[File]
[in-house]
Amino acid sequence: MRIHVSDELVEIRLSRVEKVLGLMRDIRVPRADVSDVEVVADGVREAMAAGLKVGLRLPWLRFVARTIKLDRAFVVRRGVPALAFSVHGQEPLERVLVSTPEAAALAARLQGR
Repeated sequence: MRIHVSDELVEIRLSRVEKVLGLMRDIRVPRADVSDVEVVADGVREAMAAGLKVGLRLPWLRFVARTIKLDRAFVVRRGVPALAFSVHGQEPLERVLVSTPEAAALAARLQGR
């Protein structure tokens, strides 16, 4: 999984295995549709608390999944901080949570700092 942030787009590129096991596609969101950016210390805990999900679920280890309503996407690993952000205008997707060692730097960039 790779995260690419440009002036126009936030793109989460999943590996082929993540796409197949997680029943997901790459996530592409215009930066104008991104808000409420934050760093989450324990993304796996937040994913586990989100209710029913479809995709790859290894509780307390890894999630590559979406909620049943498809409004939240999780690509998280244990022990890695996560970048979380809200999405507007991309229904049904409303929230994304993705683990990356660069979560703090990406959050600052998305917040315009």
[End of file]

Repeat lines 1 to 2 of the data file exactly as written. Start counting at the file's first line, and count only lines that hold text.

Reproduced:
[in-house]
Amino acid sequence: MRIHVSDELVEIRLSRVEKVLGLMRDIRVPRADVSDVEVVADGVREAMAAGLKVGLRLPWLRFVARTIKLDRAFVVRRGVPALAFSVHGQEPLERVLVSTPEAAALAARLQGR